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June 15, 1844 – Charles Goodyear and Vulcanized Rubber

Posted June 15, 2007 10:19 AM by Steve Melito

On this day in engineering history, Charles Spencer Goodyear received U.S. Patent No. 3633 for vulcanization, a rubber-curing process named after Vulcan, the Roman god of fire. While working at a factory in Woburn, Massachusetts, Goodyear combined natural rubber and sulphur over an open flame. Although most of the mixture burned, the edges were perfectly cured. In his subsequent patent application, Charles Goodyear described how the addition of sulphur and "the action of heat at a regulated temperature" could be used to produce "India-rubber fabrics" that would not "become softened by the action of the solar ray or of artificial heat." Vulcanized rubber could also resist "oils at common temperatures" and withstand "exposure to cold".

Vulcanized Rubber and the Industrial Revolution

Goodyear's use of sulphur to cross-link polymer molecules revolutionized the rubber industry, but failed to make him a wealthy man. The Goodyear Tire & Rubber Company bears the inventor's name, but was founded nearly 40 years after Charles Goodyear died penniless. Although Goodyear didn't live long enough to travel in an automobile with vulcanized rubber tires, his journey aided industry in the nineteenth century. Before Goodyear's discovery, factories used leather soaked in oil to seal the small gaps between moving parts. This loosely-packed leather worked well enough at low pressures, but was unable to prevent the loss of high-pressure steam. Packing extra leather between pistons and cylinders helped, but introduced extra friction.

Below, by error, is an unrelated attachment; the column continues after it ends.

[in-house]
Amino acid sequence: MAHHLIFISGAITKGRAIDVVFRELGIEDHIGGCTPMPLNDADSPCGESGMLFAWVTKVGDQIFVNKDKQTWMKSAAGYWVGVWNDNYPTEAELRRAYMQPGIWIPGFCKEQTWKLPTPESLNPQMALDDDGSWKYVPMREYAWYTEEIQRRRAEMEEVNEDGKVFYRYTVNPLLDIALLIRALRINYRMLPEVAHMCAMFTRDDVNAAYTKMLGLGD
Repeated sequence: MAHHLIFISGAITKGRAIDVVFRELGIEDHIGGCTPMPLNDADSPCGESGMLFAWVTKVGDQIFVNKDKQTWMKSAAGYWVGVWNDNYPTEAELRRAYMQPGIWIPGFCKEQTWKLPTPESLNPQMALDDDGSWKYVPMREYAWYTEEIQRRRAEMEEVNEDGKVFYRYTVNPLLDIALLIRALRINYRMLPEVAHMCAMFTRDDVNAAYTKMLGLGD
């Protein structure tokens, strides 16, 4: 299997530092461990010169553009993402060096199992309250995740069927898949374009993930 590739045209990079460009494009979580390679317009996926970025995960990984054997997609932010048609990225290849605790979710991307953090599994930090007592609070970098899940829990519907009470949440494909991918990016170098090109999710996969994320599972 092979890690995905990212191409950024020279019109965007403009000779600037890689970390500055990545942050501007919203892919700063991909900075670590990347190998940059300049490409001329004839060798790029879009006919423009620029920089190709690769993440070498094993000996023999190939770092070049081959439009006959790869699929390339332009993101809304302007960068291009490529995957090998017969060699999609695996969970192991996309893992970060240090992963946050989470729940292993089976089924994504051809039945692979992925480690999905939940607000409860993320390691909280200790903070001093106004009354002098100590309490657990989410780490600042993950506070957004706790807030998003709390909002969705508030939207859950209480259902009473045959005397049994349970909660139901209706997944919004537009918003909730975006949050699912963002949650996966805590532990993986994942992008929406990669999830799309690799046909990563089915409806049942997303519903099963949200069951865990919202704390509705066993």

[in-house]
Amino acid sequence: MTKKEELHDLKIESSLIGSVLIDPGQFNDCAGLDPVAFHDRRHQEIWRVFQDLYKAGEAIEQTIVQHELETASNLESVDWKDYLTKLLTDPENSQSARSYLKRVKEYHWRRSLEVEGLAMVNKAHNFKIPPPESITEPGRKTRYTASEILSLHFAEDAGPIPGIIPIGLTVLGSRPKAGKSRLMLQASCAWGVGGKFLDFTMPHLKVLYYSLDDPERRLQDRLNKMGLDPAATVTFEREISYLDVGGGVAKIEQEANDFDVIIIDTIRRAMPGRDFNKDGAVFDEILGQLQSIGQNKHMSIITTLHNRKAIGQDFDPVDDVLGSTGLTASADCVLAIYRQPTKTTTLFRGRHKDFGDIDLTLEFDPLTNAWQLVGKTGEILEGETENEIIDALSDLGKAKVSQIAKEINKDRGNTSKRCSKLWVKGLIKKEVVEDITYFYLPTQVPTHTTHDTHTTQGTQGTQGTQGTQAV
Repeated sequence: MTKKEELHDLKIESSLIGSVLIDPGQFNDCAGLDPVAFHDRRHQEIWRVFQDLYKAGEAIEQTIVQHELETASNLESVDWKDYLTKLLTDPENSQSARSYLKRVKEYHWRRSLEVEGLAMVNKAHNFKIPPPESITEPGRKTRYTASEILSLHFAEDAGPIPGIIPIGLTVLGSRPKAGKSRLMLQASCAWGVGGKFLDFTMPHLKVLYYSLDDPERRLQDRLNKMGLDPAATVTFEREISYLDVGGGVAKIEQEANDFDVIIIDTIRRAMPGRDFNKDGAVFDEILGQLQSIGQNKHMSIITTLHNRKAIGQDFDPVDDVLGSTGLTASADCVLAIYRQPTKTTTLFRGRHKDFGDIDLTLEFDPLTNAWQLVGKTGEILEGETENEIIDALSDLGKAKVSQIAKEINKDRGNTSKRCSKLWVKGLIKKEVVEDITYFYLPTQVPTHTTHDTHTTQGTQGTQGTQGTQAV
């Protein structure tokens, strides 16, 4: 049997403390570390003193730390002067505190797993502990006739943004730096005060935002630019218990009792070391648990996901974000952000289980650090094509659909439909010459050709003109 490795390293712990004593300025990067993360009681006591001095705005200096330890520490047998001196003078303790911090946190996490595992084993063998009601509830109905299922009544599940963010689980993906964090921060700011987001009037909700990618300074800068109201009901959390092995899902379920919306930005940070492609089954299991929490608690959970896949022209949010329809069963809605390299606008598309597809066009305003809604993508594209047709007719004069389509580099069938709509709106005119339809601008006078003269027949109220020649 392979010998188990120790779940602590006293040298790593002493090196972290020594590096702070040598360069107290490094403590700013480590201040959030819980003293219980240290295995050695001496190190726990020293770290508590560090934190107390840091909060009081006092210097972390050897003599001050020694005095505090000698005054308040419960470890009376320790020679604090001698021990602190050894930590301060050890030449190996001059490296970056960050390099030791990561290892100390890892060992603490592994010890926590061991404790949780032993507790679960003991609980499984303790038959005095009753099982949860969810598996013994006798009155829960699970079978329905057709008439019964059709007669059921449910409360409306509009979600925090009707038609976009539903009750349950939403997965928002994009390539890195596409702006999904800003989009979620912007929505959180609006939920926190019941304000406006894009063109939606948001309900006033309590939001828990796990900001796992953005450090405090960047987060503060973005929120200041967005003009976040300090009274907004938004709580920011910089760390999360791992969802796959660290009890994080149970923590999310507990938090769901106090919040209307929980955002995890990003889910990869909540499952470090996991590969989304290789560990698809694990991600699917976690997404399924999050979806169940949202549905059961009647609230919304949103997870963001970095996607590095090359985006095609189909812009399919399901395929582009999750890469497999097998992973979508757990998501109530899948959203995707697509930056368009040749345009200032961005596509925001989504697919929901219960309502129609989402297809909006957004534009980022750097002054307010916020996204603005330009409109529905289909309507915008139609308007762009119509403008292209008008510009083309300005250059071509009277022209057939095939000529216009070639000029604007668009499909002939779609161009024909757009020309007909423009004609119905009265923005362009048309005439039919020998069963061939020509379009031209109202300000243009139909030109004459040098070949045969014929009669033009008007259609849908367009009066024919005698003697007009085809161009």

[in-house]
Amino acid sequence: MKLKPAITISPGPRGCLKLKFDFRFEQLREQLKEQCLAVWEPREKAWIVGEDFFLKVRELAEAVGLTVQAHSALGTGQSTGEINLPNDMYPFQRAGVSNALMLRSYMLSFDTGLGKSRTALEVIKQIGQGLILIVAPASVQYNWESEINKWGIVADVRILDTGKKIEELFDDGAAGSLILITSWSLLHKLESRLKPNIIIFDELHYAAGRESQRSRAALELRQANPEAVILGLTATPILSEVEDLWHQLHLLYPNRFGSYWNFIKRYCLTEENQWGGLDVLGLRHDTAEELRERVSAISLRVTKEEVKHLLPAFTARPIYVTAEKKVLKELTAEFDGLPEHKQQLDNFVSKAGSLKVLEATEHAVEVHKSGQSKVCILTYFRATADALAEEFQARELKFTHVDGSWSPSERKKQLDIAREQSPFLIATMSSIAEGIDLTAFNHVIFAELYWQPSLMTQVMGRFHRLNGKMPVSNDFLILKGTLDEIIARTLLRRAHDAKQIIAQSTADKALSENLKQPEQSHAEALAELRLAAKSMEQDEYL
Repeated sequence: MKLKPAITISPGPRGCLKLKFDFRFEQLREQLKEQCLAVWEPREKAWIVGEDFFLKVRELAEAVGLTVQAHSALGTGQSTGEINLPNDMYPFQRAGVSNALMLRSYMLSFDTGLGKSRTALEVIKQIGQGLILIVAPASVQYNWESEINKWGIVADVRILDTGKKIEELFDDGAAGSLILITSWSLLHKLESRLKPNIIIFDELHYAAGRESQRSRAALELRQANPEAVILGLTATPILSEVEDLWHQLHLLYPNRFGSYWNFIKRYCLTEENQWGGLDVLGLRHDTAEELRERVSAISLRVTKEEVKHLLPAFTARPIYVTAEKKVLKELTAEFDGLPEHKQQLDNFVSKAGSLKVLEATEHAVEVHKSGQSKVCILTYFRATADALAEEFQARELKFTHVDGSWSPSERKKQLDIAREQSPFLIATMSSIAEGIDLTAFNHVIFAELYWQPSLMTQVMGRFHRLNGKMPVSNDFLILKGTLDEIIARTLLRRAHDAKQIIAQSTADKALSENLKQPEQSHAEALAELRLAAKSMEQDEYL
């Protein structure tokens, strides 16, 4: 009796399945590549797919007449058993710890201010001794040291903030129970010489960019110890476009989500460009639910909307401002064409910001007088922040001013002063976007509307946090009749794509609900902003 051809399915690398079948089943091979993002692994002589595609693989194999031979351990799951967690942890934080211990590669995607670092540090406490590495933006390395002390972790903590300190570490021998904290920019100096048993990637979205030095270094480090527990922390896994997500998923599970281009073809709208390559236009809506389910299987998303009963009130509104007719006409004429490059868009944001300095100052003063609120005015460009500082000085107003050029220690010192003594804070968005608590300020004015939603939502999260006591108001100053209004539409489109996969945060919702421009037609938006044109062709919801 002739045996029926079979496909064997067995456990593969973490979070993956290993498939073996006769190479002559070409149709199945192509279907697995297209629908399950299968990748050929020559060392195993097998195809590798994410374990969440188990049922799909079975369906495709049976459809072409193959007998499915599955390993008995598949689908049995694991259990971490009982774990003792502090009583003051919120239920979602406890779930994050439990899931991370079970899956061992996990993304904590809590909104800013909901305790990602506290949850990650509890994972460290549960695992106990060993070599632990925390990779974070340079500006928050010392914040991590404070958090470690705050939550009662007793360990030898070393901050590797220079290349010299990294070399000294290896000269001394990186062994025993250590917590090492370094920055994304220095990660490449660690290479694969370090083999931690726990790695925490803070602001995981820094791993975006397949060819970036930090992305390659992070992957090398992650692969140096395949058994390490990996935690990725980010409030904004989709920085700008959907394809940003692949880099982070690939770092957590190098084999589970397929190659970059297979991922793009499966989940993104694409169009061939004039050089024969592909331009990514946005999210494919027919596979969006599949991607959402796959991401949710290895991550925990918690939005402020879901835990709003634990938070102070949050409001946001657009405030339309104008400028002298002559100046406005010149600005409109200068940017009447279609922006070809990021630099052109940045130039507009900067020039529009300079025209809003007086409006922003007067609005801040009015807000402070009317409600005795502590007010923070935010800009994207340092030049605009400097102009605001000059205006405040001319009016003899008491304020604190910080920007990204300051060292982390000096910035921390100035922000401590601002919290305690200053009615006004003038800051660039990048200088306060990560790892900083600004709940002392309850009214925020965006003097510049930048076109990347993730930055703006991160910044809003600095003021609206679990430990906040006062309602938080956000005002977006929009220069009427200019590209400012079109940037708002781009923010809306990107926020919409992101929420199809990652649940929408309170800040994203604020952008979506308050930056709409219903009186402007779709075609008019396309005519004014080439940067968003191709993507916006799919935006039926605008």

The Rubber People

Charles Goodyear may have been the first U.S. citizen to discover vulcanization, but he was not the first resident of the New World to cure rubber. In "Prehistoric Polymers: Rubber Processing in Ancient Mesoamerica," a 1999 study in Science magazine, researchers from the Massachusetts Institute of Technology (MIT) described how the ancient Olmecs harvested latex from the Castilla elastica rubber tree and mixed it with the sulphur-rich juices of lpomoe alba, a night-blooming vine. By processing rubber in this way, the Olmecs produced bouncing balls for a ritualistic sport that spread across Mesoamerica. Fittingly, the Aztecs called the Gulf Coast inventors of this game the Olmeca, a word meaning "the rubber people".

Resources:

http://v3.espacenet.com/origdoc?CY=gb&LG=en&DB=EPODOC&IDX=US3633&DOC=dcb65d04ab6219d08a4701bb833be2b259

http://inventors.about.com/od/gstartinventors/a/CharlesGoodyear.htm

http://en.wikipedia.org/wiki/Vulcanization

http://www.sciencemag.org/cgi/content/abstract/284/5422/1988

http://en.wikipedia.org/wiki/Mesoamerican_ballgame

http://en.wikipedia.org/wiki/Ipomoea_alba

http://www.goodyear.com/corporate/history/history_overview.html

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Anonymous Poster
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Re: June 15, 1844 – Charles Goodyear and Vulcanized Rubber

11/19/2009 1:20 PM

♥THIS IS GAY!AND NO HELP AT ALL

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